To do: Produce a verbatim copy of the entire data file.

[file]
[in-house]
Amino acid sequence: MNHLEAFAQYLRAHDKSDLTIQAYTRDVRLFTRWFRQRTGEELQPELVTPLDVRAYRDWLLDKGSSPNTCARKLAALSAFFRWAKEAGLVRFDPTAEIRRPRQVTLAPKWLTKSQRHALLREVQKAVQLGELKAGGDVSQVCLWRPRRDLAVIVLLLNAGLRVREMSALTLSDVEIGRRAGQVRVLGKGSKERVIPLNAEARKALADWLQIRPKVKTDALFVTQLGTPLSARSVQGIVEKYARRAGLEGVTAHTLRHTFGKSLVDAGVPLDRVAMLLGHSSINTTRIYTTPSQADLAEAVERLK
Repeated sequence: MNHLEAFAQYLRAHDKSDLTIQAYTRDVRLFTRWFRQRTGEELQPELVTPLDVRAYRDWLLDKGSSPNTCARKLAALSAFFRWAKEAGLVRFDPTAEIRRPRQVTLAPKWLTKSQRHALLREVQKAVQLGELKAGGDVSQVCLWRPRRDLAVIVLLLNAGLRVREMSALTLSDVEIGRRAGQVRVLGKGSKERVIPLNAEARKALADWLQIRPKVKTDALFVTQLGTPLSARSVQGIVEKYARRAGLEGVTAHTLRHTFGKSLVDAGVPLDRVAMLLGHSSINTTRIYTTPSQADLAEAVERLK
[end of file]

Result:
[in-house]
Amino acid sequence: MNHLEAFAQYLRAHDKSDLTIQAYTRDVRLFTRWFRQRTGEELQPELVTPLDVRAYRDWLLDKGSSPNTCARKLAALSAFFRWAKEAGLVRFDPTAEIRRPRQVTLAPKWLTKSQRHALLREVQKAVQLGELKAGGDVSQVCLWRPRRDLAVIVLLLNAGLRVREMSALTLSDVEIGRRAGQVRVLGKGSKERVIPLNAEARKALADWLQIRPKVKTDALFVTQLGTPLSARSVQGIVEKYARRAGLEGVTAHTLRHTFGKSLVDAGVPLDRVAMLLGHSSINTTRIYTTPSQADLAEAVERLK
Repeated sequence: MNHLEAFAQYLRAHDKSDLTIQAYTRDVRLFTRWFRQRTGEELQPELVTPLDVRAYRDWLLDKGSSPNTCARKLAALSAFFRWAKEAGLVRFDPTAEIRRPRQVTLAPKWLTKSQRHALLREVQKAVQLGELKAGGDVSQVCLWRPRRDLAVIVLLLNAGLRVREMSALTLSDVEIGRRAGQVRVLGKGSKERVIPLNAEARKALADWLQIRPKVKTDALFVTQLGTPLSARSVQGIVEKYARRAGLEGVTAHTLRHTFGKSLVDAGVPLDRVAMLLGHSSINTTRIYTTPSQADLAEAVERLK